The share price of National Grid (LSE: NG) (NYSE: NGG.US) has underperformed the FTSE 100 over the past year, rising only 8.8% compared to the index’s 14% gain.
So what’s been going wrong?
Well, it actually seemed like things were going right earlier this year. Indeed, by mid-May National Grid’s share price was up 23% since the start of September 2012, against the index’s 16% rise.
But then between late May and late June the FTSE 100 fell 12%, and National Grid’s share price fell even further. Despite some rallying since, the price has failed to catch up with the index, let alone regain its lead.
If that doesn’t sound like much of an explanation for National Grid’s underperformance, that’s because there’s really been no negative news from the company to account for it. In fact, it’s all been pretty positive.
In its half-year results issued in September 2012, the company reported significant increases in both statutory profits — operating profit was up 17%, and pre-tax profit was up 37%.
Earnings per share also rose 32%, and the company increased its interim dividend by 4%, in line with its then policy. Chief executive Steve Halliday commented that National Grid was “well positioned to deliver another year of good operating and financial performance“.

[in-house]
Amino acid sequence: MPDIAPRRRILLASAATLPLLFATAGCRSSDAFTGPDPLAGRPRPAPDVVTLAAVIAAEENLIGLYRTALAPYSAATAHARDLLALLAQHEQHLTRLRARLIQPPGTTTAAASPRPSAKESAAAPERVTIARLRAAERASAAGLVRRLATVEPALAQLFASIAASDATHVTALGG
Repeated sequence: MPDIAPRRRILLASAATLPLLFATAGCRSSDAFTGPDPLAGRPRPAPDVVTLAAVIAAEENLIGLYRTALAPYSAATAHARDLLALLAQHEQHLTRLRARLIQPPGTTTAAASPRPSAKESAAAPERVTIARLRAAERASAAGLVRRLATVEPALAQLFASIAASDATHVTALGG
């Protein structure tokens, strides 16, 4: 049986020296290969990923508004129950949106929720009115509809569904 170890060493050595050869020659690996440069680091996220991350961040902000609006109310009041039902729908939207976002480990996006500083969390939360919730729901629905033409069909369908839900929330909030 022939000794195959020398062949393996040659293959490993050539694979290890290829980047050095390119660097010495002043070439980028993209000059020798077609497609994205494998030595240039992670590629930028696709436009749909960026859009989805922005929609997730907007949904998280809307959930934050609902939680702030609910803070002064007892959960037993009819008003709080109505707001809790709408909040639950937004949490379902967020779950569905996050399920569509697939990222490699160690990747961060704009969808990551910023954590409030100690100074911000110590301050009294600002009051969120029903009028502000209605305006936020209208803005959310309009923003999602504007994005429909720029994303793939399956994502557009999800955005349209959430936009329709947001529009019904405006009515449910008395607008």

At the end of February this year, the company announced that it had concluded its long negotiations with Ofgem about how much it could earn from its regulated UK assets.
The arrangements will run for eight years, and the long-term clarity they provide will allow National Grid to focus on the operational efficiency and infrastructure development needed to ultimately deliver shareholder value.
And in mid-May the company released its full-year results, in which it reported underlying pre-tax profit up 6 % to £2.7bn, on a 4% rise in revenue.
Underlying earnings per share were up 12%, at 56.1p, which was consistent with market expectations. And the final dividend was raised 4%, in line with the new policy of growing the ordinary dividend “at least in line with the rate of RPI inflation each year for the foreseeable future“.
So ignoring the capriciousness of recent market sentiment, and looking at the numbers, National Grid’s performance over the past year has really been rather good.
And its substantial dividend yield of close to 5.5% adds greatly to its attractions. Perhaps now while the share is lagging the FTSE is a good opportunity to buy a reliable income-generating investment for the long-term.
Top-quality share selections
National Grid is actually one of the companies featured in the Motley Fool special report, “5 Shares To Retire On“, along with four other quality companies for the long-term — companies that have an outstanding record of providing reliable shareholder returns.
> Jon owns shares in National Grid.